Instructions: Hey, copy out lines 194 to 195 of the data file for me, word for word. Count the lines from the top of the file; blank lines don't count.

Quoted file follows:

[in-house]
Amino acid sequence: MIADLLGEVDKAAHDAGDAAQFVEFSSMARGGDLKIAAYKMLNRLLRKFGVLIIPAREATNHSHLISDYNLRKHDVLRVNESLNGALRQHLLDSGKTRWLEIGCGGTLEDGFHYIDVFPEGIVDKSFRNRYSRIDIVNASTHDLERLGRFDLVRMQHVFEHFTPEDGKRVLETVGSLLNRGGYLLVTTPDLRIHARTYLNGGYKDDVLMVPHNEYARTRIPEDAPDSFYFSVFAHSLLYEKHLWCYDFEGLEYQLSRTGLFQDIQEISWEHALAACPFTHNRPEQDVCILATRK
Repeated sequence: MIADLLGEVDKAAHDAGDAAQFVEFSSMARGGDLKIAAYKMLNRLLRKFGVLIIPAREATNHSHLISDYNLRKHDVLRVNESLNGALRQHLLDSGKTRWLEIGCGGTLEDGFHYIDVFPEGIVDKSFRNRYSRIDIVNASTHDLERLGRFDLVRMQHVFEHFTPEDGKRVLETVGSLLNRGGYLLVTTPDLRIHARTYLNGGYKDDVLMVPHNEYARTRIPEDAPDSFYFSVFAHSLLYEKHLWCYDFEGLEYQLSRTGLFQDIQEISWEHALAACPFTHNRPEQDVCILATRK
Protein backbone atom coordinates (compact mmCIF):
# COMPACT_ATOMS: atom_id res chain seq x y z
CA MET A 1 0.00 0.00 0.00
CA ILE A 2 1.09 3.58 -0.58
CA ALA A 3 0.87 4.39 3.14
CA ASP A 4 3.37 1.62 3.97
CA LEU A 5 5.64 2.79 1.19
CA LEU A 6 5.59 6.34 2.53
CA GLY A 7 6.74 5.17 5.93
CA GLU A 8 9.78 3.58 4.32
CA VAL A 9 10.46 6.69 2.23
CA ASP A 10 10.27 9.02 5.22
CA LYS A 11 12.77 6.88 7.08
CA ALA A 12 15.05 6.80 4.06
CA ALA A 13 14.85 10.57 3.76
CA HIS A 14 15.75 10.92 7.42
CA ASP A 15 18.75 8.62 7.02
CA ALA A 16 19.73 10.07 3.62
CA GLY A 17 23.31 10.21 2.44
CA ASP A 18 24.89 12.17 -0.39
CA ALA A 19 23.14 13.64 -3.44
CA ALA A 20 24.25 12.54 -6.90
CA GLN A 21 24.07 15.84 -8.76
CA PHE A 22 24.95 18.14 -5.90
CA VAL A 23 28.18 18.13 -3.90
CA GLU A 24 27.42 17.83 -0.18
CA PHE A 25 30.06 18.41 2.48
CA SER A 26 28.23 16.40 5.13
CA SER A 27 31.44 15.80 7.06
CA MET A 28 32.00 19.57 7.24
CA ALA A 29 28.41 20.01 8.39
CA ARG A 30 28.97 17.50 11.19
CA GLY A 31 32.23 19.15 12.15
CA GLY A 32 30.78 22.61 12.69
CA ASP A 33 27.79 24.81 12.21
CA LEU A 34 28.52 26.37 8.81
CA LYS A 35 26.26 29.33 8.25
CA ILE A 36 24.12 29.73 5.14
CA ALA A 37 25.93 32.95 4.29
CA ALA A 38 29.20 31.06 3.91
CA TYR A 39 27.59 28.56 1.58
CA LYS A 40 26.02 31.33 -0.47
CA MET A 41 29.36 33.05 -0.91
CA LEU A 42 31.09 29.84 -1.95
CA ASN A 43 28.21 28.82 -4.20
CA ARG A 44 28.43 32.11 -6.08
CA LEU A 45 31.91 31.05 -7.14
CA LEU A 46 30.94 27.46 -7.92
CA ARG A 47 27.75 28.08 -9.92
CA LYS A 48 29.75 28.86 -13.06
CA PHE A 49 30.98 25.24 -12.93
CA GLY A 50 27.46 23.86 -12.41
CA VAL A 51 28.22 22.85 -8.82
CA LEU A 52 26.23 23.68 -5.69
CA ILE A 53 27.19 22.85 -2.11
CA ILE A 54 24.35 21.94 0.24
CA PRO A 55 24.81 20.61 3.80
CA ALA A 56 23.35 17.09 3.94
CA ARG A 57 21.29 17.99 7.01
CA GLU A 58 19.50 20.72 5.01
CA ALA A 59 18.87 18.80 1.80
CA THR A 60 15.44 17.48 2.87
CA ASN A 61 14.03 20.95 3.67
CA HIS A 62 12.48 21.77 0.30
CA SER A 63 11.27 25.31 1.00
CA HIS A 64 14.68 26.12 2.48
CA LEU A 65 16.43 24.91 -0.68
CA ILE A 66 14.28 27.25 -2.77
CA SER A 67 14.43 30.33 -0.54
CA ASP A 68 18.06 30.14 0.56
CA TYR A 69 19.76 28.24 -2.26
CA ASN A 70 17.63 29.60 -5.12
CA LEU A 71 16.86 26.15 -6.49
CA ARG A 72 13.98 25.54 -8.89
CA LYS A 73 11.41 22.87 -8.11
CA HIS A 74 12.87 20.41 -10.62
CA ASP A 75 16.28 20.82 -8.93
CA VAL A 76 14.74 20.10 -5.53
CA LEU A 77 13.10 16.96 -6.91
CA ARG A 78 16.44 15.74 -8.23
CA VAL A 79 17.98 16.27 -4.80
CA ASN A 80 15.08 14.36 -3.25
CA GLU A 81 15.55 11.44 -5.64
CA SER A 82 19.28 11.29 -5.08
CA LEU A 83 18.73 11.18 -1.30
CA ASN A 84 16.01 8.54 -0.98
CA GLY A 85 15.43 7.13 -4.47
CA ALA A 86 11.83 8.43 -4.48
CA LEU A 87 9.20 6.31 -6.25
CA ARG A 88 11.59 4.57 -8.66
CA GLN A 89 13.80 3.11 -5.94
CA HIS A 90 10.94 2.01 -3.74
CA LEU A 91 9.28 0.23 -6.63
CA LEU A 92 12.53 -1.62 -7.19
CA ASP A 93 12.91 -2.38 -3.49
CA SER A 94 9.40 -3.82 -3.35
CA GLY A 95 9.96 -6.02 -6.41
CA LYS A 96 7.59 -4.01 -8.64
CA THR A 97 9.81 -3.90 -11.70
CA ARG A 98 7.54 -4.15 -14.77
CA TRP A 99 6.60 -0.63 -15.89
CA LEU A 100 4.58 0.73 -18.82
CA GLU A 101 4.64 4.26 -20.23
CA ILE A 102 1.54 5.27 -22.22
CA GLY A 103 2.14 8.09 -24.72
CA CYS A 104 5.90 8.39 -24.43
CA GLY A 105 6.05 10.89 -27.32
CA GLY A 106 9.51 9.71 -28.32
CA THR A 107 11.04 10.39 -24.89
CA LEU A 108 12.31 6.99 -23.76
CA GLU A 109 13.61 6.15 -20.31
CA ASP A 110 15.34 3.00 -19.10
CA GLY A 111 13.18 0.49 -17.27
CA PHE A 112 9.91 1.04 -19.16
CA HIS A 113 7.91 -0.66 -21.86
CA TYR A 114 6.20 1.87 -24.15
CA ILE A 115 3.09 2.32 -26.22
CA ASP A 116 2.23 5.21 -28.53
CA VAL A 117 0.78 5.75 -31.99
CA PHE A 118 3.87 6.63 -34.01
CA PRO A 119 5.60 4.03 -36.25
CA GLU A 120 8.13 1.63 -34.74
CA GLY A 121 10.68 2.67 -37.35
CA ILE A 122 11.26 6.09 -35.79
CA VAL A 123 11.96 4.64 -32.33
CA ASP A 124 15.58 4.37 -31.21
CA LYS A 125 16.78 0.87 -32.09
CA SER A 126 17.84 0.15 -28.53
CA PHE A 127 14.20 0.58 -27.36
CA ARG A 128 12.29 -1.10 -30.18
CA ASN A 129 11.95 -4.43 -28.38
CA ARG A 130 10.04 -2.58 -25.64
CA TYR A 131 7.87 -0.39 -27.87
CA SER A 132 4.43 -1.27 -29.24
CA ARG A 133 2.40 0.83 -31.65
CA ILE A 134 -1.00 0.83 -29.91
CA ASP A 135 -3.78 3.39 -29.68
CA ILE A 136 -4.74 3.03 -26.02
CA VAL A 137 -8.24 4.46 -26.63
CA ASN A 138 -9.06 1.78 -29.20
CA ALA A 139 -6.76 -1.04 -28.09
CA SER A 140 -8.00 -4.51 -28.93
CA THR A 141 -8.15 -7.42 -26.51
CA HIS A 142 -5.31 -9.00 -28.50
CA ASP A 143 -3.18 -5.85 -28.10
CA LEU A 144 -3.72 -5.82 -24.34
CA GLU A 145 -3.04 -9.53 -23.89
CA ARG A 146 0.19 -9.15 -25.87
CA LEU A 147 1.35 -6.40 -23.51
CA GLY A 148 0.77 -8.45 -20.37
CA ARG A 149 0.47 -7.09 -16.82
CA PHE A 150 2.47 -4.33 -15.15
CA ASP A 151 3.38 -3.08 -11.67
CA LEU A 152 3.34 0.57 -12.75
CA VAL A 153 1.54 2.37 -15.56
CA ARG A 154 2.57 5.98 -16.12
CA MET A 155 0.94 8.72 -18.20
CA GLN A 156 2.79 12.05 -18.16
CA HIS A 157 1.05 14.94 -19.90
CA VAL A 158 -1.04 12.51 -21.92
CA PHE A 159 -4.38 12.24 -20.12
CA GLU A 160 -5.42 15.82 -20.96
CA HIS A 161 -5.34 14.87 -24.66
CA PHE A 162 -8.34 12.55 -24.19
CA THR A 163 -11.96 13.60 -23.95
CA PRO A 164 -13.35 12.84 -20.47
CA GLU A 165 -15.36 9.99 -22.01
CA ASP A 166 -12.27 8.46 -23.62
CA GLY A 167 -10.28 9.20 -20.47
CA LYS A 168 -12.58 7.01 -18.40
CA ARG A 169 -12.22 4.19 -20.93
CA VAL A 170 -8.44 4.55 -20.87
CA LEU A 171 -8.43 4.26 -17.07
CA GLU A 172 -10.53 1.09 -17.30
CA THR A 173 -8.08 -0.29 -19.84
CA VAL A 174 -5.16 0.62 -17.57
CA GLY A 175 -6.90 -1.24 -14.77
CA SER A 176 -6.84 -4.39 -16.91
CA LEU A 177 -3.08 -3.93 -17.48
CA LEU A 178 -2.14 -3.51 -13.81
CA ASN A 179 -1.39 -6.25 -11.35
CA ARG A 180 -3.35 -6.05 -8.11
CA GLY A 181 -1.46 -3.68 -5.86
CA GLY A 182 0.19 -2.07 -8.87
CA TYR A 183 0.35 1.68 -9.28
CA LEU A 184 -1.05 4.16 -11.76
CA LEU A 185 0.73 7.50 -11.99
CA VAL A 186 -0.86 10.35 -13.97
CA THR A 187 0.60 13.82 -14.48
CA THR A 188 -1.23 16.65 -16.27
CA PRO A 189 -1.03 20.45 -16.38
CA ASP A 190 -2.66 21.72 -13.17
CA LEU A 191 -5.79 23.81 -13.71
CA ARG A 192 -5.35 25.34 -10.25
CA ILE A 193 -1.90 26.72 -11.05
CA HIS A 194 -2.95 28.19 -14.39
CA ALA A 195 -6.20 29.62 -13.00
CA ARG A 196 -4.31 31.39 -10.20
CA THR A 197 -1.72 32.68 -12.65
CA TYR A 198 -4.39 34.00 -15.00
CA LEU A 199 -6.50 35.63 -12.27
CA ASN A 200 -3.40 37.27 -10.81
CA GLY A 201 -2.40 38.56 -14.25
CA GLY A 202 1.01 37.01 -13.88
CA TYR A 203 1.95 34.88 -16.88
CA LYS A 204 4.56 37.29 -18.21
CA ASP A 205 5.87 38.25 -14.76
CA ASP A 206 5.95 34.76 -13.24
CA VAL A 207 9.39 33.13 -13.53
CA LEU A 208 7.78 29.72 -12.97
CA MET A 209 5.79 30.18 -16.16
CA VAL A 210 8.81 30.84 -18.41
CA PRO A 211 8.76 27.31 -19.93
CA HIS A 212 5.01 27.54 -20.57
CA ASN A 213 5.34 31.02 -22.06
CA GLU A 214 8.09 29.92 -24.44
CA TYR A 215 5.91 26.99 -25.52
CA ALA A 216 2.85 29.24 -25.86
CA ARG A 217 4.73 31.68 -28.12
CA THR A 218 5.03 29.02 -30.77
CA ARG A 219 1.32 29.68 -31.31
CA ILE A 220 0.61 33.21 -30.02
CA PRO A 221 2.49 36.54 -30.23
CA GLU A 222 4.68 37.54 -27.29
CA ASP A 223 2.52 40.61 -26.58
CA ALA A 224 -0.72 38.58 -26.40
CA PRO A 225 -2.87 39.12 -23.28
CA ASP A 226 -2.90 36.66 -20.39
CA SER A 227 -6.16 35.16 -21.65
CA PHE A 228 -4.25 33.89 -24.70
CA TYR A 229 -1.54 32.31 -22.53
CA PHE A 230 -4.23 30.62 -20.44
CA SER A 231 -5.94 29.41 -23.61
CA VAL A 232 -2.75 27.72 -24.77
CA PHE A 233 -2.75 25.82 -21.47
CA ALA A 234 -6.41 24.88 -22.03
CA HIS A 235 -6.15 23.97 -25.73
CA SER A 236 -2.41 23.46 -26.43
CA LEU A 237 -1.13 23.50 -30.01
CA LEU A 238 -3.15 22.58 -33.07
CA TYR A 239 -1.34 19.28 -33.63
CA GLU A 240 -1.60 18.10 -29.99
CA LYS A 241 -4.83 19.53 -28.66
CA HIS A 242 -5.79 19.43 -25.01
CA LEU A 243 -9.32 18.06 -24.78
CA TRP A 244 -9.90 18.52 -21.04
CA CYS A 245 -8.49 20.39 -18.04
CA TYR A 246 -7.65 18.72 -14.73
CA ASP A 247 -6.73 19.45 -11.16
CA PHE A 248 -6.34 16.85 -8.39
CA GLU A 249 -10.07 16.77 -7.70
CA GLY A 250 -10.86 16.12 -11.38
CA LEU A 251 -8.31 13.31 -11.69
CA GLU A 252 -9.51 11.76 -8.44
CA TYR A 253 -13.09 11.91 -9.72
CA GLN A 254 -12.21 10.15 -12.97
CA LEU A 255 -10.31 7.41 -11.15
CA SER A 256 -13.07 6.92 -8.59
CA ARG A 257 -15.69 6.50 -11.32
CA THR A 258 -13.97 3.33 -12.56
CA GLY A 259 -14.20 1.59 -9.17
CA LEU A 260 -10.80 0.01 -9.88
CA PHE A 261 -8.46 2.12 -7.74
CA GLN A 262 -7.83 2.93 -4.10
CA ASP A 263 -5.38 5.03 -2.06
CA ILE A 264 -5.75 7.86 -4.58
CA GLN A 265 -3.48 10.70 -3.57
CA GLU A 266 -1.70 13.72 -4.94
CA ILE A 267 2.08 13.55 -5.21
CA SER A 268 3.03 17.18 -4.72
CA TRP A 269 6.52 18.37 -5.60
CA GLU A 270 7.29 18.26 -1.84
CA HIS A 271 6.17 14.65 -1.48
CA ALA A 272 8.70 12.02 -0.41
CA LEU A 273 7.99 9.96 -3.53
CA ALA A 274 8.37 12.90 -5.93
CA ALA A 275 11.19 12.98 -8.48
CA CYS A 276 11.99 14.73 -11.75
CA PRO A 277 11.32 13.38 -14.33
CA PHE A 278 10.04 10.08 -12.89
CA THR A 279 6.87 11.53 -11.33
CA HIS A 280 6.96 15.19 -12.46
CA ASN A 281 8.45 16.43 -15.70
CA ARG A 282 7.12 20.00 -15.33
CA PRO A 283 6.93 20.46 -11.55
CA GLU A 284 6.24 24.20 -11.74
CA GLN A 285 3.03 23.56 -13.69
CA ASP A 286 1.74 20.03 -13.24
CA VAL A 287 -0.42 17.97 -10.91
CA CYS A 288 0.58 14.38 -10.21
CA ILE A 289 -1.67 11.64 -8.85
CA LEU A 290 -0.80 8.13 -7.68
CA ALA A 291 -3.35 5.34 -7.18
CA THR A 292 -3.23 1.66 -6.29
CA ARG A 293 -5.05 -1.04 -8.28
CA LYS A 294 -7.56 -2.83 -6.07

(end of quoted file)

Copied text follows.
CA PRO A 189 -1.03 20.45 -16.38
CA ASP A 190 -2.66 21.72 -13.17